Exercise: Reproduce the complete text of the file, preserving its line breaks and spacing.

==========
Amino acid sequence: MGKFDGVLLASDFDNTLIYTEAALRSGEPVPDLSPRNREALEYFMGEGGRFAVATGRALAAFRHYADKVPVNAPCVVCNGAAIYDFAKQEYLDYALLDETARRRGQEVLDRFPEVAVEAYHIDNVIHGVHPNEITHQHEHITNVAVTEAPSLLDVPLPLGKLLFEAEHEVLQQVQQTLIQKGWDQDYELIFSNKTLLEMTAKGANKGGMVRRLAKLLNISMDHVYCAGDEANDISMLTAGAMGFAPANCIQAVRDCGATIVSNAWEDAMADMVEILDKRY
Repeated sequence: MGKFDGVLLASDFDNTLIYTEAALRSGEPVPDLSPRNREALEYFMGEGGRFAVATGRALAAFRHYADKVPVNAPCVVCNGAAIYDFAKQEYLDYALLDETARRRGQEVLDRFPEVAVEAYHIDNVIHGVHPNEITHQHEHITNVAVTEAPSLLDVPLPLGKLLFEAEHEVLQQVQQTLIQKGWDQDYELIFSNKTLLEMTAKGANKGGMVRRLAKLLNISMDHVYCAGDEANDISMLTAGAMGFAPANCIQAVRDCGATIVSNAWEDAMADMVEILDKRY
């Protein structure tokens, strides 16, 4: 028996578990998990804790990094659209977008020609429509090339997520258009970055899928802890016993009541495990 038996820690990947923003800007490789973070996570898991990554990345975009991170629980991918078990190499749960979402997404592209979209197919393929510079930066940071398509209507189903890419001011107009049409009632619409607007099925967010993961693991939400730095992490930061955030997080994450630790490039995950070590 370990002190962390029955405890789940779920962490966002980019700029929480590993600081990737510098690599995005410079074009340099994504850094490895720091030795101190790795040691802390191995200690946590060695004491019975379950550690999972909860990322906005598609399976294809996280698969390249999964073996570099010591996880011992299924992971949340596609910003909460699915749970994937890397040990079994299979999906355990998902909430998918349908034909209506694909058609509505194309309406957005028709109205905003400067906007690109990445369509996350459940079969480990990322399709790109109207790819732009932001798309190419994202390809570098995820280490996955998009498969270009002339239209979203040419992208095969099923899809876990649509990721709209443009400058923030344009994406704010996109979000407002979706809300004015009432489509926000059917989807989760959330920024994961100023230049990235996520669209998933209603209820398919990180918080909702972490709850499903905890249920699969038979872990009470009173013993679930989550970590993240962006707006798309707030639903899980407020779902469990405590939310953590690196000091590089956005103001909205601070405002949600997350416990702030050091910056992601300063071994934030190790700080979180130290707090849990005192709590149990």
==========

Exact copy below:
Amino acid sequence: MGKFDGVLLASDFDNTLIYTEAALRSGEPVPDLSPRNREALEYFMGEGGRFAVATGRALAAFRHYADKVPVNAPCVVCNGAAIYDFAKQEYLDYALLDETARRRGQEVLDRFPEVAVEAYHIDNVIHGVHPNEITHQHEHITNVAVTEAPSLLDVPLPLGKLLFEAEHEVLQQVQQTLIQKGWDQDYELIFSNKTLLEMTAKGANKGGMVRRLAKLLNISMDHVYCAGDEANDISMLTAGAMGFAPANCIQAVRDCGATIVSNAWEDAMADMVEILDKRY
Repeated sequence: MGKFDGVLLASDFDNTLIYTEAALRSGEPVPDLSPRNREALEYFMGEGGRFAVATGRALAAFRHYADKVPVNAPCVVCNGAAIYDFAKQEYLDYALLDETARRRGQEVLDRFPEVAVEAYHIDNVIHGVHPNEITHQHEHITNVAVTEAPSLLDVPLPLGKLLFEAEHEVLQQVQQTLIQKGWDQDYELIFSNKTLLEMTAKGANKGGMVRRLAKLLNISMDHVYCAGDEANDISMLTAGAMGFAPANCIQAVRDCGATIVSNAWEDAMADMVEILDKRY
């Protein structure tokens, strides 16, 4: 028996578990998990804790990094659209977008020609429509090339997520258009970055899928802890016993009541495990 038996820690990947923003800007490789973070996570898991990554990345975009991170629980991918078990190499749960979402997404592209979209197919393929510079930066940071398509209507189903890419001011107009049409009632619409607007099925967010993961693991939400730095992490930061955030997080994450630790490039995950070590 370990002190962390029955405890789940779920962490966002980019700029929480590993600081990737510098690599995005410079074009340099994504850094490895720091030795101190790795040691802390191995200690946590060695004491019975379950550690999972909860990322906005598609399976294809996280698969390249999964073996570099010591996880011992299924992971949340596609910003909460699915749970994937890397040990079994299979999906355990998902909430998918349908034909209506694909058609509505194309309406957005028709109205905003400067906007690109990445369509996350459940079969480990990322399709790109109207790819732009932001798309190419994202390809570098995820280490996955998009498969270009002339239209979203040419992208095969099923899809876990649509990721709209443009400058923030344009994406704010996109979000407002979706809300004015009432489509926000059917989807989760959330920024994961100023230049990235996520669209998933209603209820398919990180918080909702972490709850499903905890249920699969038979872990009470009173013993679930989550970590993240962006707006798309707030639903899980407020779902469990405590939310953590690196000091590089956005103001909205601070405002949600997350416990702030050091910056992601300063071994934030190790700080979180130290707090849990005192709590149990």